This brief encounter with our fearless mascot made the entire trip worth it and it made me think about the weeks we spend on the road during admissions travel season. We visit high school after high school and attend college fair after college fair and however long it may seem, one great interaction with a student makes it all worth it.

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Ask the Counselors: What is the biggest piece of advice you can give for students’ apps to stand out?

At TCU, we have what we call a “holistic” review process for each and every application. This means that no one piece of the application will make or break our decision and we definitely aim to get to know the students as best we can through the different required application materials. With this, students can stand out throughout the process in a variety of ways. Here are some things we specifically look for as we review each student’s file:

So many applications. So little time.

So many applications. So little time.

Kyle Cochran
Take AP, dual credit, IB, and honors classes. Taking a challenging schedule will not just let us know that you are a hard worker, but it will also help you knock out a bunch of Core Curriculum classes along the way.

Heath Einstein
Play to your strengths. If you’re funny, be humorous. If you’re poetic, write a poem. If you’re musical, submit an mp3 of your vocal styling.

Caitlin Provost
Be yourself when writing your essay and answering the short questions. A trained admission representative will know when a student’s writing is genuine and from the heart, as opposed to something they’ve written that is just technically correct.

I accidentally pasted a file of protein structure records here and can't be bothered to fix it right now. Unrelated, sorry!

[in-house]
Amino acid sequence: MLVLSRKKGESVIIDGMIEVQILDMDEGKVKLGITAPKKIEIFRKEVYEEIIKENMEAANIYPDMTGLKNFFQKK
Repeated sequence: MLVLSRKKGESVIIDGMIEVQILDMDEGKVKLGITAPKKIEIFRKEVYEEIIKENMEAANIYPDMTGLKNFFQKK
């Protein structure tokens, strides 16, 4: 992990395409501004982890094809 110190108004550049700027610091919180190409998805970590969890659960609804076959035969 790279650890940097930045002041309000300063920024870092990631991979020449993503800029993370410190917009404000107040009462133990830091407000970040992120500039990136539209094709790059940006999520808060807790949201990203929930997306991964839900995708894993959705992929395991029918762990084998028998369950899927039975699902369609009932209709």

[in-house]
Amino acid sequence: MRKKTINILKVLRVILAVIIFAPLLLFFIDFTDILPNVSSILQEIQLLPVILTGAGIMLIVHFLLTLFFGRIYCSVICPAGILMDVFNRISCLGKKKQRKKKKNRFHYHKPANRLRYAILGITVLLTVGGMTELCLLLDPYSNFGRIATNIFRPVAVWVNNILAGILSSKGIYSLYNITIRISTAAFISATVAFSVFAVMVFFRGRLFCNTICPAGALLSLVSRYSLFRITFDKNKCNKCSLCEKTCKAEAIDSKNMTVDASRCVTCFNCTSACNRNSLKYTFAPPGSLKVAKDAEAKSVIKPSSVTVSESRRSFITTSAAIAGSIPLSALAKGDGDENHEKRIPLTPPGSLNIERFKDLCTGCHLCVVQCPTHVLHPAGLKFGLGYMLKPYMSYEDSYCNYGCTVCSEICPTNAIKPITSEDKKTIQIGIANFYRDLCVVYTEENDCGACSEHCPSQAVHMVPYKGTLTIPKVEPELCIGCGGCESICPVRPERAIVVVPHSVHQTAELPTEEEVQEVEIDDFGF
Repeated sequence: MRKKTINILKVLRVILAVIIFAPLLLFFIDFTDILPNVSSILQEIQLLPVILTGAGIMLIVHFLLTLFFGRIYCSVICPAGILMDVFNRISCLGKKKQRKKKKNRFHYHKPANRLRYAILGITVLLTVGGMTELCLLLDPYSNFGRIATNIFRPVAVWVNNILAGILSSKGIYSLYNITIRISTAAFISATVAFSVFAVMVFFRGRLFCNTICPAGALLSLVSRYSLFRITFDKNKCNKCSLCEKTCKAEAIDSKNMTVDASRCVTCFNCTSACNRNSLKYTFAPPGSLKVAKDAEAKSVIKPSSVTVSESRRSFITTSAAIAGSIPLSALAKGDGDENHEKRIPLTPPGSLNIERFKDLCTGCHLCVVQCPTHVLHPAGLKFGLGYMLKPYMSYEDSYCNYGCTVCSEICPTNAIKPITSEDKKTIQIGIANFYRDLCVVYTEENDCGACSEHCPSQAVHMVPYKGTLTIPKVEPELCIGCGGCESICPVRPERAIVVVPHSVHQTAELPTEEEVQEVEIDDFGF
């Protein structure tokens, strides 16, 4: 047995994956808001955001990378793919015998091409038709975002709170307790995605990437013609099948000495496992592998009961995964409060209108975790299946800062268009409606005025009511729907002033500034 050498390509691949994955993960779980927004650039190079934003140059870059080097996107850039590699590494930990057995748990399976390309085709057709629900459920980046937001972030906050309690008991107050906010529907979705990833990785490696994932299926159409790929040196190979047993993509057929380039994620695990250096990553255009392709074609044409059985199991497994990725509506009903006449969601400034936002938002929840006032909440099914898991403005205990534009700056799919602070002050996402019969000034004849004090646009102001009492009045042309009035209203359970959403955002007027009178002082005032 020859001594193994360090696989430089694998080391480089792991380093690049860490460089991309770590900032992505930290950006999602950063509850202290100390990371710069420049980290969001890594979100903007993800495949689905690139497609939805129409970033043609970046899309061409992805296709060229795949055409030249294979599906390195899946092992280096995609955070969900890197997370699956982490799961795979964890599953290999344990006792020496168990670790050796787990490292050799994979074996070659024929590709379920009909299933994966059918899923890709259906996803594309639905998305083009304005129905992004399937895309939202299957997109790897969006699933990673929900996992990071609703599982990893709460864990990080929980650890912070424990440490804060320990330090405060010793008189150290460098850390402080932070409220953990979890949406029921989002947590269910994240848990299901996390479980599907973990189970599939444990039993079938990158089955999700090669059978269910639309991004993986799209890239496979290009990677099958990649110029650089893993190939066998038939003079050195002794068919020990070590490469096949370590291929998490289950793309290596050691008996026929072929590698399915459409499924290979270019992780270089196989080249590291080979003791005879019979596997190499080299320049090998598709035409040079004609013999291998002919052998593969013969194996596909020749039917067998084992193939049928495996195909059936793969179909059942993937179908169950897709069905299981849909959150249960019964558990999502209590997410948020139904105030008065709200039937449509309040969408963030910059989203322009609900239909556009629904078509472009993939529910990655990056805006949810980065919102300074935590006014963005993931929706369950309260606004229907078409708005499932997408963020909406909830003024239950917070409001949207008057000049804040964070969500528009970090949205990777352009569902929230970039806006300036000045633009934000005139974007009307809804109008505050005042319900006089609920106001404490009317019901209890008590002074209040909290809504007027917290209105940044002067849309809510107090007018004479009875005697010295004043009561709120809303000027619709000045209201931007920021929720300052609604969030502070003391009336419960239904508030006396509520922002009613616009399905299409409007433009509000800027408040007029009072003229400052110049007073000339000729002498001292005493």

Sara Sorenson
Challenge yourself. Challenge yourself in your classes, in your involvement, in your volunteering, and in your relationships. Really push the limits and think outside of the box and make sure that shines through in your application.

David Stein
Take tough classes and work hard to get good grades. It’s as simple as that. The other pieces (essay, resume, recommendations, tests scores, etc.) are all very important, but nothing is as impressive as seeing a good schedule with multiple AP, dual credit, or IB classes with good grades.

Margaret McCarthy
Students who pursue a challenging curriculum and take advantage of the academic opportunities available at their high school will stand out most to me.  In addition to impressive academics, your personality can truly shine through your essay.  Whether it is a serious or funny topic, be yourself and share something that I wouldn’t get to know from other parts of your application.

Beatriz Gutierrez
Be yourself. This means that your application should reflect your personality. If you are funny, your essay can be funny. Remember this process is about you. This is the one time that it is all about YOU!

Alexis Olympia
Spend quality time on your essay and resume. We do read ALL of them and we want to get to know you better!

John Andrew Willis
Be genuine and expressive. Be yourself, but don’t leave anything out. If you have a tendency to brag, you might need to tone it down. If you have a tendency to be humble, you may need to elaborate. Err on the side of more information, rather than less. Essays, for example, can be too long. However, more often than not, they are too short.